Company valuations these days are based on potential, as much as book value- with the latter diminishing in importance as the unicorn wave sweeps by. Even once leading-edge technology companies such as IBM (IMB) and “tech darlings” like Facebook (FB) face an inevitable point of slowing, or declining growth rates. How then, do enterprises ensure their longevity in this rapidly evolving economic climate? In today’s article, we take a look at 5 steps companies, big and small, can take to ensure they remain at the top of their game for years to come.
1: Be prepared- Change is coming
The number one step to future-proofing your business is to be prepared for change. Don’t expect things to stay constant, and always be on the lookout for the latest trends and technologies. Processes are being disrupted at such a rapid rate that if you didn’t see a change coming, you run the risk of being left behind. Remember, if you don’t do it, someone else will. The truth is, things are happening more quickly than they have in the past, especially with technology, and this means- regardless of how successful your business is now, there is no room for getting comfortable. We’ve seen many businesses make the mistake of assuming they’re immune to disruption or competition, and eventually realizing their mistake when its too late. Take once iconic retailers like Sears, RadioShack and Toys R Us as prominent examples- these companies had billions of dollars in liquid assets alone at their peak, and the dominance of Sears was once thought to be untouchable. Despite this, or perhaps because of this, these brands failed to keep up with the times and eventually met their demise.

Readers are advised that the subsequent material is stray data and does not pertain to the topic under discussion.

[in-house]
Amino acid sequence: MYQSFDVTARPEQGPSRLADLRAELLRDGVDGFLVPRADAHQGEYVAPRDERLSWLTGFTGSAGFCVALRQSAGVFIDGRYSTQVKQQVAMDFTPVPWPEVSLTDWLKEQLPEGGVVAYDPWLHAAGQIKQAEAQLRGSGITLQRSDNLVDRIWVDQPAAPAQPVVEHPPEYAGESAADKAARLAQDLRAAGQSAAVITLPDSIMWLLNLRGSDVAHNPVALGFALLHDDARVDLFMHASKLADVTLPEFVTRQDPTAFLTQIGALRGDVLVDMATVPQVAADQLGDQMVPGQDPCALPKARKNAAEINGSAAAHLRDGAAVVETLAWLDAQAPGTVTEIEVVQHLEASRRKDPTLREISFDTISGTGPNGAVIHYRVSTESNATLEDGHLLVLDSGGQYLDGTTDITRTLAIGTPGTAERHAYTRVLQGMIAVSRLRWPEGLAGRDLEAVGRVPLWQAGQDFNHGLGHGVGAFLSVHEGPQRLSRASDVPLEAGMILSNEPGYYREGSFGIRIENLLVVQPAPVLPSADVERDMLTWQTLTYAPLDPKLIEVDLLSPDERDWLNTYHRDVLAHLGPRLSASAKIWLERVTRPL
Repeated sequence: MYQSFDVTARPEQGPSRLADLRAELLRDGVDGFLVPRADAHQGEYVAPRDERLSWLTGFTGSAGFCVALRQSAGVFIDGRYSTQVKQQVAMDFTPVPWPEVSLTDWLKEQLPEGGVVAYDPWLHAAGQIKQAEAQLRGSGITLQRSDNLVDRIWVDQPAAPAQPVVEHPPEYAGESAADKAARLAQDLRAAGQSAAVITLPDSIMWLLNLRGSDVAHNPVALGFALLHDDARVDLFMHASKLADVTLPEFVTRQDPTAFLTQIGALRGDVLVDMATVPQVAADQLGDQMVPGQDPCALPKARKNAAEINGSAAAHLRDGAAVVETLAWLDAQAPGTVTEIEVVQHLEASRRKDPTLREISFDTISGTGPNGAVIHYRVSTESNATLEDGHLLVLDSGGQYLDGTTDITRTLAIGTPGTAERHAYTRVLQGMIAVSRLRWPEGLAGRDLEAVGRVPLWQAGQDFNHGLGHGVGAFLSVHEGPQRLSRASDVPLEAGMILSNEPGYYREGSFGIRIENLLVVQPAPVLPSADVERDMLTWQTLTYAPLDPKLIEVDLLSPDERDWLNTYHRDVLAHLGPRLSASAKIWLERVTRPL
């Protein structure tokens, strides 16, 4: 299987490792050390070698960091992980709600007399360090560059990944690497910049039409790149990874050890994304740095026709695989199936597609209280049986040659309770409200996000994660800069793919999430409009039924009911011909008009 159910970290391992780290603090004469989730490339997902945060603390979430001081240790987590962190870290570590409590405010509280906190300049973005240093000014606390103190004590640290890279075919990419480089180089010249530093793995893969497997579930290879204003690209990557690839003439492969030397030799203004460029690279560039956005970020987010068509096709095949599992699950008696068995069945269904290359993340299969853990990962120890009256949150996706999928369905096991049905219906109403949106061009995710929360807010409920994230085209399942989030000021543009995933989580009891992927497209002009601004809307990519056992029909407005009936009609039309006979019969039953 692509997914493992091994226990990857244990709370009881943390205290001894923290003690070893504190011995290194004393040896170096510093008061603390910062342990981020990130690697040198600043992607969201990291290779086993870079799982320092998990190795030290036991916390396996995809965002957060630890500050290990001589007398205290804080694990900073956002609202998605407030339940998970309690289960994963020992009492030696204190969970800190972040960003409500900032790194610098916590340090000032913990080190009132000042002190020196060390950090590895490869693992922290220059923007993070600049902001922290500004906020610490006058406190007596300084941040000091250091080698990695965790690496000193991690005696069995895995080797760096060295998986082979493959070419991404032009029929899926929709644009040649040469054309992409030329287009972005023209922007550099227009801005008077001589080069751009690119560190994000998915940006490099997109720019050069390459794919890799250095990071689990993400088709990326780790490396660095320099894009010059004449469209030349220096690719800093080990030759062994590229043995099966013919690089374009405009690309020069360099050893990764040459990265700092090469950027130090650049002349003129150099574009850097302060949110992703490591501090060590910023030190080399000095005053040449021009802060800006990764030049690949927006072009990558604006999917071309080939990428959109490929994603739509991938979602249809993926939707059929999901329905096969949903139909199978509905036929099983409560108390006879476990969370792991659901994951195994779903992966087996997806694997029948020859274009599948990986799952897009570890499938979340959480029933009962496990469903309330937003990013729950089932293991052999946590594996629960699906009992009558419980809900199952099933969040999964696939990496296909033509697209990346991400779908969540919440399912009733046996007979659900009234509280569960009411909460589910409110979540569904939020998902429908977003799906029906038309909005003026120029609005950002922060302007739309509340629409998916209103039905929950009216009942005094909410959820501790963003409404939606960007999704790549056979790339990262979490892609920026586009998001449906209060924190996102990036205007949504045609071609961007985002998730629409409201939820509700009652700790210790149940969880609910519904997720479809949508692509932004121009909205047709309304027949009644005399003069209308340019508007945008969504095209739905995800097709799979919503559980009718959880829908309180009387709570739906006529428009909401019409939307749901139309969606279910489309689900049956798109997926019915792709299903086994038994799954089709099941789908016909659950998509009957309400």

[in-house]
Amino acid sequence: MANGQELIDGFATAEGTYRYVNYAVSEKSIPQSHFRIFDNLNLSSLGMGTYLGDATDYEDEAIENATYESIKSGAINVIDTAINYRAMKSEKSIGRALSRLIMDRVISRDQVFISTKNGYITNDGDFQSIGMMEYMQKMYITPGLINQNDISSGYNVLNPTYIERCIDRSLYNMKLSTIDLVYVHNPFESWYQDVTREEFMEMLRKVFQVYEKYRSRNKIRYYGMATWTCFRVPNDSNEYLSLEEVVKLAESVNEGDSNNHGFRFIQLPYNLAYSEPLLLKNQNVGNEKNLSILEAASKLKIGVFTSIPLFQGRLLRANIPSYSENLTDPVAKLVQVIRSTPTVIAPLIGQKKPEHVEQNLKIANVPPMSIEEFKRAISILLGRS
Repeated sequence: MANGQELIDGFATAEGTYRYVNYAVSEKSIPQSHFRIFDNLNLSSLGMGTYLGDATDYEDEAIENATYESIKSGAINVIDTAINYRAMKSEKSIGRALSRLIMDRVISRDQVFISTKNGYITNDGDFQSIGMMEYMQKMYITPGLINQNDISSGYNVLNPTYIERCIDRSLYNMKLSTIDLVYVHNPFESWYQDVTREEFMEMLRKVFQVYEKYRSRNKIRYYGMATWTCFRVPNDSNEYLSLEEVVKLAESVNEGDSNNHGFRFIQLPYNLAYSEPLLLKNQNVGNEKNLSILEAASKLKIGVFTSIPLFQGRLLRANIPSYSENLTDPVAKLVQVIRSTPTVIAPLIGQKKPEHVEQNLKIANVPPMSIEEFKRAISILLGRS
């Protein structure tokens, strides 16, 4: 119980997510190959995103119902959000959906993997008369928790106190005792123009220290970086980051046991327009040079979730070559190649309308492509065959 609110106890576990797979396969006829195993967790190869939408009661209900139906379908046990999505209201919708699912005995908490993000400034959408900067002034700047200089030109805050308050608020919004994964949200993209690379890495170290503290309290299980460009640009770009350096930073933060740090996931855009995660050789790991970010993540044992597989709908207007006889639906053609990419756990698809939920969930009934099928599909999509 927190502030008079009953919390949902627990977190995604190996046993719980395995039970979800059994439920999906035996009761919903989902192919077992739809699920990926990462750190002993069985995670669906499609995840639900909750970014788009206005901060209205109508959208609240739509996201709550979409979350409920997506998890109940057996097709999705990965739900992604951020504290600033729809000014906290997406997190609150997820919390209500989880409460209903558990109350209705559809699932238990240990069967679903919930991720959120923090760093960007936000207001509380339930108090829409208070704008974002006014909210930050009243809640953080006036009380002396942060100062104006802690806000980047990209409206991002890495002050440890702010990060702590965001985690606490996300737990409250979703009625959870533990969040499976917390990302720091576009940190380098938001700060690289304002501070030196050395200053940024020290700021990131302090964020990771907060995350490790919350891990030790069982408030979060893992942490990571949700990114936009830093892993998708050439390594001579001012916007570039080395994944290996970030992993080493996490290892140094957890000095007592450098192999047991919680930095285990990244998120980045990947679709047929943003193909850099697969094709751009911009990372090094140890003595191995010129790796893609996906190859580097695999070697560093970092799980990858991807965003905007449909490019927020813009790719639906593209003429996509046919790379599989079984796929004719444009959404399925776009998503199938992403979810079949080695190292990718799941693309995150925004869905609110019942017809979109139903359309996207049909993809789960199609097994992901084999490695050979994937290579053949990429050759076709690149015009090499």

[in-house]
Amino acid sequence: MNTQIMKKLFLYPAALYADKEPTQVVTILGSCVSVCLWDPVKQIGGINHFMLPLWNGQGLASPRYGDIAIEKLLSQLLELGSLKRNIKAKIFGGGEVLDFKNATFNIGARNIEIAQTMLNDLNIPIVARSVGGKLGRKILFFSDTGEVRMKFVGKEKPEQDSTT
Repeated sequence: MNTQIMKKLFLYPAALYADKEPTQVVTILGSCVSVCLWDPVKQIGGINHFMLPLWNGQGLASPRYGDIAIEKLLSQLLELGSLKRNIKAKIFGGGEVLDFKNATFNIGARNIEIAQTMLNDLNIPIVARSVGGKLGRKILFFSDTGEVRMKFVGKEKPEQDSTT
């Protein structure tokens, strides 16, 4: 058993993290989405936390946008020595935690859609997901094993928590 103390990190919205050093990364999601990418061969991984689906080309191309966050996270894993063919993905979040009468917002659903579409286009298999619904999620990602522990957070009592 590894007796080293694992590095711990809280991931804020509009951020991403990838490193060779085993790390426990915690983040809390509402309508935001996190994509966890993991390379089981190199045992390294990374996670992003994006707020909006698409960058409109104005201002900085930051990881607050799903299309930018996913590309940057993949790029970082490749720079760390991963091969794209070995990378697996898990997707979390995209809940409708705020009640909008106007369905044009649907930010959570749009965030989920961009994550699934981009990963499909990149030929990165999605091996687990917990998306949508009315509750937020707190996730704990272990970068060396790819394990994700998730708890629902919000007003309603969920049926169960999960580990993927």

The “next big thing” isn’t always going to be obvious, but what is obvious is the need to be prepared. If your company is in its prime, that also means its in the best position to innovate- don’t wait till its too late; catch-up isn’t fun.
2: Don’t put all your eggs in one basket
History has shown that companies with only one offering (or a highly limited specialty) tend to struggle if their main market is disrupted. If your business has managed to create a top selling product or service, that’s great- and you’ve got good reason to be proud of the achievement. However, you don’t want to be a one trick pony. For large enterprises, a relatively cheap method of ensuring their continued relevance is to form partnerships with startups in emerging fields. For example, IMAGR works in close collaboration with brands such as Foodstuffs in an effort to deliver a smarter, more personalized solution for their customers.